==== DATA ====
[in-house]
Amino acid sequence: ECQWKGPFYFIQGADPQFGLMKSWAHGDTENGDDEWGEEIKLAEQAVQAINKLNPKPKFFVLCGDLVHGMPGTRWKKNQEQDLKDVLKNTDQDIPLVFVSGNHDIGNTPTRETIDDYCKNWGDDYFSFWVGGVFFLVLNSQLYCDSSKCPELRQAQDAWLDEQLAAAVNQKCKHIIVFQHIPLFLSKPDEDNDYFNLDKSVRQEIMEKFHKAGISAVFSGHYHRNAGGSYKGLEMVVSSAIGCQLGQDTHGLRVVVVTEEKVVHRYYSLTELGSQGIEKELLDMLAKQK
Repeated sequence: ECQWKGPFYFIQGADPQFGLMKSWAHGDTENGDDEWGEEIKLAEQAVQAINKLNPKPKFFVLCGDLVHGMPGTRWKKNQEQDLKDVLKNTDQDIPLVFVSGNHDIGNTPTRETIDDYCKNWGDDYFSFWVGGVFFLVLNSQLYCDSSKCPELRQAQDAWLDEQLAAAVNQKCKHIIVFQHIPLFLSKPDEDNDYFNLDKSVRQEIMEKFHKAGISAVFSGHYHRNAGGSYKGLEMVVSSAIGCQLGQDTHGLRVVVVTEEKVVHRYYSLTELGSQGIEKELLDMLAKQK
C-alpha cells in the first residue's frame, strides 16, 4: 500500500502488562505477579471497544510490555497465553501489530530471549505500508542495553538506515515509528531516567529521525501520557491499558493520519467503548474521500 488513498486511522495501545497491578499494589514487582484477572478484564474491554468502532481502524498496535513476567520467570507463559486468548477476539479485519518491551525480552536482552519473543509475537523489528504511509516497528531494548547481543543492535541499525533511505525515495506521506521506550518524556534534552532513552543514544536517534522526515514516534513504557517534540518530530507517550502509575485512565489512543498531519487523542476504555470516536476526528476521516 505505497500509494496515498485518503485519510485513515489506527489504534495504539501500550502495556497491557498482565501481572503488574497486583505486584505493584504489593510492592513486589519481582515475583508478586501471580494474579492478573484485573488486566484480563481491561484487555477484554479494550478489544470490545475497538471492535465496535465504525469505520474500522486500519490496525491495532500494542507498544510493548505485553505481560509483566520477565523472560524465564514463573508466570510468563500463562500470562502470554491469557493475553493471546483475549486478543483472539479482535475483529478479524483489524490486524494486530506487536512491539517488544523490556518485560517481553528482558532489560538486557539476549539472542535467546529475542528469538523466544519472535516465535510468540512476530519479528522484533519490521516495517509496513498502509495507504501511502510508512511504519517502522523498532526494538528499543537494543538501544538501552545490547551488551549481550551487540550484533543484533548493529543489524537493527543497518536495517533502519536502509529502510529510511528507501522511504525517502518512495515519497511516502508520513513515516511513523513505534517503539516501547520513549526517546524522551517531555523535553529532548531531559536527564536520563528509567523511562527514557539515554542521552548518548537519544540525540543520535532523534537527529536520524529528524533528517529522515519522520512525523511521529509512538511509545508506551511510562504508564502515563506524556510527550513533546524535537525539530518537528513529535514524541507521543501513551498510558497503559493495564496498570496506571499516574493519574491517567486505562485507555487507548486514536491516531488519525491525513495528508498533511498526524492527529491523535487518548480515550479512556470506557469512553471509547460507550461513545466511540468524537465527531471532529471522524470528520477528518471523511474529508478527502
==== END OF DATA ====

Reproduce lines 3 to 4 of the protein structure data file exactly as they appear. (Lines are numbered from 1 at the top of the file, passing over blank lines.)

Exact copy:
Repeated sequence: ECQWKGPFYFIQGADPQFGLMKSWAHGDTENGDDEWGEEIKLAEQAVQAINKLNPKPKFFVLCGDLVHGMPGTRWKKNQEQDLKDVLKNTDQDIPLVFVSGNHDIGNTPTRETIDDYCKNWGDDYFSFWVGGVFFLVLNSQLYCDSSKCPELRQAQDAWLDEQLAAAVNQKCKHIIVFQHIPLFLSKPDEDNDYFNLDKSVRQEIMEKFHKAGISAVFSGHYHRNAGGSYKGLEMVVSSAIGCQLGQDTHGLRVVVVTEEKVVHRYYSLTELGSQGIEKELLDMLAKQK
C-alpha cells in the first residue's frame, strides 16, 4: 500500500502488562505477579471497544510490555497465553501489530530471549505500508542495553538506515515509528531516567529521525501520557491499558493520519467503548474521500 488513498486511522495501545497491578499494589514487582484477572478484564474491554468502532481502524498496535513476567520467570507463559486468548477476539479485519518491551525480552536482552519473543509475537523489528504511509516497528531494548547481543543492535541499525533511505525515495506521506521506550518524556534534552532513552543514544536517534522526515514516534513504557517534540518530530507517550502509575485512565489512543498531519487523542476504555470516536476526528476521516 505505497500509494496515498485518503485519510485513515489506527489504534495504539501500550502495556497491557498482565501481572503488574497486583505486584505493584504489593510492592513486589519481582515475583508478586501471580494474579492478573484485573488486566484480563481491561484487555477484554479494550478489544470490545475497538471492535465496535465504525469505520474500522486500519490496525491495532500494542507498544510493548505485553505481560509483566520477565523472560524465564514463573508466570510468563500463562500470562502470554491469557493475553493471546483475549486478543483472539479482535475483529478479524483489524490486524494486530506487536512491539517488544523490556518485560517481553528482558532489560538486557539476549539472542535467546529475542528469538523466544519472535516465535510468540512476530519479528522484533519490521516495517509496513498502509495507504501511502510508512511504519517502522523498532526494538528499543537494543538501544538501552545490547551488551549481550551487540550484533543484533548493529543489524537493527543497518536495517533502519536502509529502510529510511528507501522511504525517502518512495515519497511516502508520513513515516511513523513505534517503539516501547520513549526517546524522551517531555523535553529532548531531559536527564536520563528509567523511562527514557539515554542521552548518548537519544540525540543520535532523534537527529536520524529528524533528517529522515519522520512525523511521529509512538511509545508506551511510562504508564502515563506524556510527550513533546524535537525539530518537528513529535514524541507521543501513551498510558497503559493495564496498570496506571499516574493519574491517567486505562485507555487507548486514536491516531488519525491525513495528508498533511498526524492527529491523535487518548480515550479512556470506557469512553471509547460507550461513545466511540468524537465527531471532529471522524470528520477528518471523511474529508478527502